The highly anticipated nature-focussed playspace at Wilfred Taylor Reserve in Morphett Vale is now open for families to enjoy.
Work on the Wheatsheaf Road site began in late 2019 following council’s extensive community engagement process to develop a concept plan for the project.
The playspace has been designed and built to provide opportunities for children and caregivers of all ages and abilities to explore the equipment and activities on offer. Places for quiet time and sensory experiences are balanced with active areas that encourage more play, challenging children to wander and test their skills as they go.
The $2.2 million upgrade to the reserve was made possible by $1.3 million of funding from the state government. The City of Onkaparinga invested $900,000 on supporting infrastructure such as a new access road, additional bus and car parking, lighting and park furniture. Irrigation has also been installed for the expansive grassed area and landscaping that will be further developed in the coming months, ready for events, ball games and picnics.
Children can also enjoy whizzing along the looping walkways and new plaza area on bikes and scooters.
New bike racks, accessible barbecues, drinking fountains, seating and picnic shelters will help families have a great day out at the reserve. The site has been designed to make use of the natural shade provided by existing trees including majestic river red gums, in addition to more than 100 newly-planted trees.
Christie Creek runs through the reserve. The playspace highlights its natural features in a cultural nature trail incorporating sculptures and signage. Children and families are invited to explore the natural areas of the reserve and its extensive network of trails.
“There’s a great sense of peacefulness and freedom in the playspace. I love the connection to the wider reserve, particularly the natural environment and linkages to the Morphett Vale Railway Club,” says Project Leader Janelle Arbon.
“We encourage visitors to explore the amazing trees along Christie Creek.”
The Rotary Club of Morphett Vale donated a generous sum of money that enabled the installation of a wheelchair accessible carousel, offering a multi-sensory play experience for all children. The carousel is located near a two-bay swing featuring a basket swing, strap and toddler swing.
Adjacent to the carousel, the children’s sensory garden offers activities encouraging the exploration of textures, sounds, smells, visual cues and loose parts to create a new experience. Pathways around the playspace are made using asphalt or compacted rubble to ease mobility for wheelchair users and caregivers.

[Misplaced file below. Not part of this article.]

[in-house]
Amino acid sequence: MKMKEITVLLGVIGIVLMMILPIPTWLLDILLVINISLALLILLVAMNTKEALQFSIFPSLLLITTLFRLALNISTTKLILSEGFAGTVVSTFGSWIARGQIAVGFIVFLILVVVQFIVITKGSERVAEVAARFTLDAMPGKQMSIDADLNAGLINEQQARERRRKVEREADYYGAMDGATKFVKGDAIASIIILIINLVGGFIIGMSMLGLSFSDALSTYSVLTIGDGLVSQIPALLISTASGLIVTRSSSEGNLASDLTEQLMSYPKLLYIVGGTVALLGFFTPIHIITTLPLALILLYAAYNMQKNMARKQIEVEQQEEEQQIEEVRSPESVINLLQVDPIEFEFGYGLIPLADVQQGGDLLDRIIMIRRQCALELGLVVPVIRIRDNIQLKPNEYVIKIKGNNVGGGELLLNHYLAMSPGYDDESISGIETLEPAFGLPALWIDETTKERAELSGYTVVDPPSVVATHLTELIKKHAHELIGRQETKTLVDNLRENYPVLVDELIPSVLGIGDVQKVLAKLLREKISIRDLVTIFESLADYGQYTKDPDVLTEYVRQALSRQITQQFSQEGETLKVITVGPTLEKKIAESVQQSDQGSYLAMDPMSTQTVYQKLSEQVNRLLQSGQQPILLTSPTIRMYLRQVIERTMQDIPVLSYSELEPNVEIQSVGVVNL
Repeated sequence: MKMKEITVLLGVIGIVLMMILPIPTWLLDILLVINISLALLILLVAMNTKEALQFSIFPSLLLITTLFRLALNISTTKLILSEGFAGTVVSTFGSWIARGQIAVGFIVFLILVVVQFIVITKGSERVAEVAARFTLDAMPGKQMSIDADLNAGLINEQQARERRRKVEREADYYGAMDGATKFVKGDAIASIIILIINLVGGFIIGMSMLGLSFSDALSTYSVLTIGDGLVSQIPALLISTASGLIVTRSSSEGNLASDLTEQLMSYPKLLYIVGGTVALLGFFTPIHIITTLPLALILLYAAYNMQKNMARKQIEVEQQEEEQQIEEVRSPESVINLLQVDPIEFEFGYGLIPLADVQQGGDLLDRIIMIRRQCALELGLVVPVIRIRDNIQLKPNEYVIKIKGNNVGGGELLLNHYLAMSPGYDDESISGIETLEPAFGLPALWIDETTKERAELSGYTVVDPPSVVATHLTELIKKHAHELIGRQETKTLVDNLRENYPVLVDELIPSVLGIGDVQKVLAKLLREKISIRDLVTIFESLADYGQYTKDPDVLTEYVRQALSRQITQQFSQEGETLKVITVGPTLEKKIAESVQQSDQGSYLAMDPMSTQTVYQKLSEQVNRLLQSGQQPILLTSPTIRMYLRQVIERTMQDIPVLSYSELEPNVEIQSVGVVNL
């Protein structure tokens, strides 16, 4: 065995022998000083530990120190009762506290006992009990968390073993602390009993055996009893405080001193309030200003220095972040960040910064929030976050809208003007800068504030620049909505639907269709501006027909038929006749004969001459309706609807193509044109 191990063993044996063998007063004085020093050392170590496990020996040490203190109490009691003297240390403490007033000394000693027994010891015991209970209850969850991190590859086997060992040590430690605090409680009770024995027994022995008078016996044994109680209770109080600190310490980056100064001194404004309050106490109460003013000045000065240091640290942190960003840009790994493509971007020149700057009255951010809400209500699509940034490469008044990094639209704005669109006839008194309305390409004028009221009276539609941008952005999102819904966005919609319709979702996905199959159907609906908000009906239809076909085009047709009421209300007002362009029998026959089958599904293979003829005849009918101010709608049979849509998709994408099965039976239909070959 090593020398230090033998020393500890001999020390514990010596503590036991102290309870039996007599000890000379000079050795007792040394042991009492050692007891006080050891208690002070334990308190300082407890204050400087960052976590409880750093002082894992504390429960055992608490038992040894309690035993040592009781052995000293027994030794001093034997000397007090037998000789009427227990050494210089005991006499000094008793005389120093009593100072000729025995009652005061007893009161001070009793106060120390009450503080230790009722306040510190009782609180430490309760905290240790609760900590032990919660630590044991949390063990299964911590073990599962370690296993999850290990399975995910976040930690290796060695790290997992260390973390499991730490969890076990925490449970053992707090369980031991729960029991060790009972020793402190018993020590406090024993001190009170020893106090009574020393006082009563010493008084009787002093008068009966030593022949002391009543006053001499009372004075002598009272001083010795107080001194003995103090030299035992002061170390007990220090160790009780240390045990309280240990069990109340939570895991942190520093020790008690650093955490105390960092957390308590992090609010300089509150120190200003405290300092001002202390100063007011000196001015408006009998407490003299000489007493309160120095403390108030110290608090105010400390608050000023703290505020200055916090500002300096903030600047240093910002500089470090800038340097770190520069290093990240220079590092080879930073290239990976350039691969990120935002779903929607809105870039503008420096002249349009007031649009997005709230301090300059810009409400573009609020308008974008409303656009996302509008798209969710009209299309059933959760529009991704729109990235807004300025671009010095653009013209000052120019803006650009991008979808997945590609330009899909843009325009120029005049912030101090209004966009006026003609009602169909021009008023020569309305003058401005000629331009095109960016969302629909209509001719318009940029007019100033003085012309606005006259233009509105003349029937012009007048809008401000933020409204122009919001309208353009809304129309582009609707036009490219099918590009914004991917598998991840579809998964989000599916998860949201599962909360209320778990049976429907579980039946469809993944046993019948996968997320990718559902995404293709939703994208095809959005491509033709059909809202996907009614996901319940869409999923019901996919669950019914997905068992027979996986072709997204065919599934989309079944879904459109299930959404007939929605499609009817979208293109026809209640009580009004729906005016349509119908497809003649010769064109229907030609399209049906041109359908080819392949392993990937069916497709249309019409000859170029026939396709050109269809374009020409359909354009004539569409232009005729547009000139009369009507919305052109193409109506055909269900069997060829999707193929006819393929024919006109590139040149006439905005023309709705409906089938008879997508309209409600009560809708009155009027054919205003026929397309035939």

For adventurous children, the Eagle’s flight double zipline provides an exhilarating ride. Over at Possum’s Hangout, older children will discover rope climbing and balancing, swings and slides from a high tower.
When the kids need a rest, they can relax in the hanging nest overlooking the playspace.
For families’ peace of mind, 1.2m high fencing surrounds the junior nature play section as well as the Hills to Beach creative play area featuring sand and water exploration, and the Farm Village. The Farm Village play area commemorates the reserve’s namesake, prominent local farmer Wilfred Taylor, and gives a nod to post-European settlement in the area.
The importance of the site for the traditional owners of the land, the Kaurna people, is reflected in art created by local Ngarrindjeri, Kaurna and Yankunytjatjara artist Allan Sumner and his team at ACA Studios. Carvings and seating areas for storytelling and social interaction feature as part of the cultural trail, the central walk through the playspace and in areas such as the sensory garden, connecting visitors with Kaurna culture. Interactive artwork by The Cheese Factory Studio Gallery also features.
“We have already had really positive comments from people passing by throughout the project build and since opening. There is a sense of excitement and residents and visitors are enjoying exploring the space,” Janelle says.
Dogs are welcome in Wilfred Taylor Reserve and can be off-leash if under the effective voice command of the owner.In accordance with council by-laws, dogs are not allowed inside a fenced playground or within three metres of any unfenced play equipment.
An official opening of the playspace is planned for later this year, dependent on government restrictions relating to the coronavirus pandemic.
The playspace was designed by Peter Semple Landscape Architects and constructed by LCS Landscapes.